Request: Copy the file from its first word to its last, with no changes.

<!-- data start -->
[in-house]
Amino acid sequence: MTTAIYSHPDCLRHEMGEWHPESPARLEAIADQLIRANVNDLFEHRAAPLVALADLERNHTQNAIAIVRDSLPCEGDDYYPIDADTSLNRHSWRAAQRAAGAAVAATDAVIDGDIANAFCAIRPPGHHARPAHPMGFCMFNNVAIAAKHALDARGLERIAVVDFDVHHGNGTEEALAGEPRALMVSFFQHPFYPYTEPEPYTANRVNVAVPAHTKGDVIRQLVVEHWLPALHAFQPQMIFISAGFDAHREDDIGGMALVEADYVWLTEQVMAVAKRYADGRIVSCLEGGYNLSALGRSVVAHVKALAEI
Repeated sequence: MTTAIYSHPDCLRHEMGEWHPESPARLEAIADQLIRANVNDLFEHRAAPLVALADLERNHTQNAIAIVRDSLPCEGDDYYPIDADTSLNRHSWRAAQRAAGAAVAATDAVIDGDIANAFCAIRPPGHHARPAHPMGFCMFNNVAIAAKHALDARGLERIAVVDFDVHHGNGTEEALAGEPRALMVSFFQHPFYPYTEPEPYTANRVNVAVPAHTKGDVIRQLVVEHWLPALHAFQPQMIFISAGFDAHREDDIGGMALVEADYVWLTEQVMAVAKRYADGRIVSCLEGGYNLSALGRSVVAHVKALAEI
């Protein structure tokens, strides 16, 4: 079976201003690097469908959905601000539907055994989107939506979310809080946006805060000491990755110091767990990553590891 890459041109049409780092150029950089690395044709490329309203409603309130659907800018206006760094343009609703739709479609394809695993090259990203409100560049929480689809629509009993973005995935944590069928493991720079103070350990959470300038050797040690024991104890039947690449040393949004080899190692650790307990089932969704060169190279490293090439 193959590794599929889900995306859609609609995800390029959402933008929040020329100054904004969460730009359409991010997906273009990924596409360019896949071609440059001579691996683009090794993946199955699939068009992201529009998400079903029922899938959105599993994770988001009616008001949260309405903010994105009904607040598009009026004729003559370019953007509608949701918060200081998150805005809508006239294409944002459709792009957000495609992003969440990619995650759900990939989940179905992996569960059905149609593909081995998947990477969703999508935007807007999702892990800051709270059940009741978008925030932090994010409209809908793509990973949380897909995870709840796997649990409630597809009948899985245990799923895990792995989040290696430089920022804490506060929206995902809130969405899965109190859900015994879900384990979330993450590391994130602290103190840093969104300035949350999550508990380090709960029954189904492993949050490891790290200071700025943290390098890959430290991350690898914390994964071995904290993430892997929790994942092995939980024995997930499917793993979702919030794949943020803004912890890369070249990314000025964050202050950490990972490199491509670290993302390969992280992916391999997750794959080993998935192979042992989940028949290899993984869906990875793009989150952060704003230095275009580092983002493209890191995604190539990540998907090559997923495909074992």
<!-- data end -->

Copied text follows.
[in-house]
Amino acid sequence: MTTAIYSHPDCLRHEMGEWHPESPARLEAIADQLIRANVNDLFEHRAAPLVALADLERNHTQNAIAIVRDSLPCEGDDYYPIDADTSLNRHSWRAAQRAAGAAVAATDAVIDGDIANAFCAIRPPGHHARPAHPMGFCMFNNVAIAAKHALDARGLERIAVVDFDVHHGNGTEEALAGEPRALMVSFFQHPFYPYTEPEPYTANRVNVAVPAHTKGDVIRQLVVEHWLPALHAFQPQMIFISAGFDAHREDDIGGMALVEADYVWLTEQVMAVAKRYADGRIVSCLEGGYNLSALGRSVVAHVKALAEI
Repeated sequence: MTTAIYSHPDCLRHEMGEWHPESPARLEAIADQLIRANVNDLFEHRAAPLVALADLERNHTQNAIAIVRDSLPCEGDDYYPIDADTSLNRHSWRAAQRAAGAAVAATDAVIDGDIANAFCAIRPPGHHARPAHPMGFCMFNNVAIAAKHALDARGLERIAVVDFDVHHGNGTEEALAGEPRALMVSFFQHPFYPYTEPEPYTANRVNVAVPAHTKGDVIRQLVVEHWLPALHAFQPQMIFISAGFDAHREDDIGGMALVEADYVWLTEQVMAVAKRYADGRIVSCLEGGYNLSALGRSVVAHVKALAEI
């Protein structure tokens, strides 16, 4: 079976201003690097469908959905601000539907055994989107939506979310809080946006805060000491990755110091767990990553590891 890459041109049409780092150029950089690395044709490329309203409603309130659907800018206006760094343009609703739709479609394809695993090259990203409100560049929480689809629509009993973005995935944590069928493991720079103070350990959470300038050797040690024991104890039947690449040393949004080899190692650790307990089932969704060169190279490293090439 193959590794599929889900995306859609609609995800390029959402933008929040020329100054904004969460730009359409991010997906273009990924596409360019896949071609440059001579691996683009090794993946199955699939068009992201529009998400079903029922899938959105599993994770988001009616008001949260309405903010994105009904607040598009009026004729003559370019953007509608949701918060200081998150805005809508006239294409944002459709792009957000495609992003969440990619995650759900990939989940179905992996569960059905149609593909081995998947990477969703999508935007807007999702892990800051709270059940009741978008925030932090994010409209809908793509990973949380897909995870709840796997649990409630597809009948899985245990799923895990792995989040290696430089920022804490506060929206995902809130969405899965109190859900015994879900384990979330993450590391994130602290103190840093969104300035949350999550508990380090709960029954189904492993949050490891790290200071700025943290390098890959430290991350690898914390994964071995904290993430892997929790994942092995939980024995997930499917793993979702919030794949943020803004912890890369070249990314000025964050202050950490990972490199491509670290993302390969992280992916391999997750794959080993998935192979042992989940028949290899993984869906990875793009989150952060704003230095275009580092983002493209890191995604190539990540998907090559997923495909074992």